9. Your article is very informative, and some of my guesses seem to agree with your ideas on the Affinity Engine.

    One thing that holds my attention is the exhaust mixer, that alot of people assume is there purely for sound suppression. I think it’s more important purpose is homogenizing the bypass and core flows before hitting the translating convergent-divergent “bullet/Zweibel” nozzle that this engine is supposed to have.

    Low bypass afterburning turbofans have to use forced mixers to better accomodate the afterburning arrangement but of course have C-D nozzles to deal with exhaust losses when not in afterburner.

    Going back to the Affinity’s mixer, what’s the point of having sound suppression when it’s so well contained and in the end is coming out the back through a serated annular plug nozzle?

    Without the high exhaust velocity of the core, I don’t think even a dual fan bypass of this caliber (very high RPM?) could deliver fast enough velocity to push this engine to supersonic.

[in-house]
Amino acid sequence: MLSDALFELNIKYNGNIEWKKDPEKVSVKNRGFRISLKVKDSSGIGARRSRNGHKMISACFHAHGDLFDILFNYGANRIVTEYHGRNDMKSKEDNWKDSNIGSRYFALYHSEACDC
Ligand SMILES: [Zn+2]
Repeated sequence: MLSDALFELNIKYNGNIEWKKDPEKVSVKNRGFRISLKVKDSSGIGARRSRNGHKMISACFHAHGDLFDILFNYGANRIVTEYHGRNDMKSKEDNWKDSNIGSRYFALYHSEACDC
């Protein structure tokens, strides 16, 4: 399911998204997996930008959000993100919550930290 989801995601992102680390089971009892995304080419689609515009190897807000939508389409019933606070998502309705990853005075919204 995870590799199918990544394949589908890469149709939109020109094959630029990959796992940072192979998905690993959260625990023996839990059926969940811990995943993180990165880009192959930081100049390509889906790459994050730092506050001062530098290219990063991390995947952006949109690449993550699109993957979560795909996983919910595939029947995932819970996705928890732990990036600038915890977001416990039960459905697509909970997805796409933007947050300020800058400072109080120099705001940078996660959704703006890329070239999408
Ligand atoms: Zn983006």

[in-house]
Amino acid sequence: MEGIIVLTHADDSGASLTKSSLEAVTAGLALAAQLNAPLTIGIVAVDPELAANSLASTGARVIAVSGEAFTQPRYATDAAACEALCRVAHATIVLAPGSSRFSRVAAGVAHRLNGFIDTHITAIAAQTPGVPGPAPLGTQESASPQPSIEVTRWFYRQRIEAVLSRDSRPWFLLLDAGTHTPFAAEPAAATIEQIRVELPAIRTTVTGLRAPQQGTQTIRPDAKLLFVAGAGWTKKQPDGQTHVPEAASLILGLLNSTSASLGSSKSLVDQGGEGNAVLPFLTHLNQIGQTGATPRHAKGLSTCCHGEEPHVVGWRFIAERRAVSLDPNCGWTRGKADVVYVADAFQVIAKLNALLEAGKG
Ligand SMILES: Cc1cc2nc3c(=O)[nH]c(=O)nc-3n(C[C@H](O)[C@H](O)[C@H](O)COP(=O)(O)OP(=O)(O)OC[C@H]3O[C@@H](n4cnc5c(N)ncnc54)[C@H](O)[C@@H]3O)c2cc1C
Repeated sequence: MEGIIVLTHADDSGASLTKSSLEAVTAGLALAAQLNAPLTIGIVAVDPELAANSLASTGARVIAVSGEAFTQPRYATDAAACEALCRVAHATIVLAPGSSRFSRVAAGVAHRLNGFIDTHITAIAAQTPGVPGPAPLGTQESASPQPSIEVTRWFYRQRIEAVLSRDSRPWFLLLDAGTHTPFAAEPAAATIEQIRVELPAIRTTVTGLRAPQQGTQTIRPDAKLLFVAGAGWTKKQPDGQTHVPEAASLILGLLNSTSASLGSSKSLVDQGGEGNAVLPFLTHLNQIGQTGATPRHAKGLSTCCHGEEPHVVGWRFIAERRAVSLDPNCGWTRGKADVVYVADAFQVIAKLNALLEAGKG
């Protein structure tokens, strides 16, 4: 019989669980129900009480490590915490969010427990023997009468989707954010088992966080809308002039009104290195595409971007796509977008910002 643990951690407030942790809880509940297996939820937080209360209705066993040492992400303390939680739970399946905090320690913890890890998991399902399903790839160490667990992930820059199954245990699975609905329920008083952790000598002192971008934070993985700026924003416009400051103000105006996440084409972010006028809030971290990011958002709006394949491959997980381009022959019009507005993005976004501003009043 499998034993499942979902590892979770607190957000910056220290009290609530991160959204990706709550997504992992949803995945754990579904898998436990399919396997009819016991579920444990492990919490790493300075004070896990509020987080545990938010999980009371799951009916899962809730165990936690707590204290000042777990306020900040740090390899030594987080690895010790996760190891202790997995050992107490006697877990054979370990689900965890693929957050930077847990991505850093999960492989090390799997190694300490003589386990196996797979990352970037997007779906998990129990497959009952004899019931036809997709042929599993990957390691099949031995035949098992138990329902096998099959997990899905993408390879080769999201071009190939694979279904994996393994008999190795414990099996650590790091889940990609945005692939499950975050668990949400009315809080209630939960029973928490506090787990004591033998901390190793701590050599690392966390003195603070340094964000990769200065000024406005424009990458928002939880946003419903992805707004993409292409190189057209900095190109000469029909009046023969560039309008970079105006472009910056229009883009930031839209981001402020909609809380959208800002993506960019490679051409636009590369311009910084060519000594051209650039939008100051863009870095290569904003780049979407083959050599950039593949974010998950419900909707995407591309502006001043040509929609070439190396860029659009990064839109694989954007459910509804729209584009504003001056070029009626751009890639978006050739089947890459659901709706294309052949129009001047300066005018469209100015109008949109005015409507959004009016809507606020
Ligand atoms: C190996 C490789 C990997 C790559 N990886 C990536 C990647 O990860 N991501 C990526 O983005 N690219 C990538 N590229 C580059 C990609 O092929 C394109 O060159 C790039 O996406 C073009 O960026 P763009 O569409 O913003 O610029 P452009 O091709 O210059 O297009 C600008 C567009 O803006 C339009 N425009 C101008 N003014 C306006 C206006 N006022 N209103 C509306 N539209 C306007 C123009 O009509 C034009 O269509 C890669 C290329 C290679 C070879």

Not to discount the use of dual fans, but I think mixer and nozzle arrangment is a key part of this engine’s abilities.

    • Hi Blitzvogel, yes the mixer area and the nozzle are very important for a bypass SST engine. See the response to Kant for more background about the mixing shapes and the reason for a dual fan. A single fan would not work for SST engines, it creates to little pressure gain (pressure and air speed are just two sides of the same coin. You trade one for the other through convergent/divergent sections in the engine up to chocking).

  10. Bjorn,

    First time I have seen the inside of the GE Affinity engine. Thank you for a nice analysis. Let me point out a few more things.

    Shock waves formed due to supersonic flow near the blade tips generate high frequency buzz-saw noise (more correct term). But additional high frequency noise is also radiated forward by the fan and is due to the wakes of rotating fan blades being cut by stationary vanes downstream (to remove the swirl) in conventional separate flow stream turbofans. This noise is radiated backward as well and the noise intensity can be reduced by diffusing the wakes. That is why the stationary blades are located far aft of the fan. They also provide structural support to the fan casing.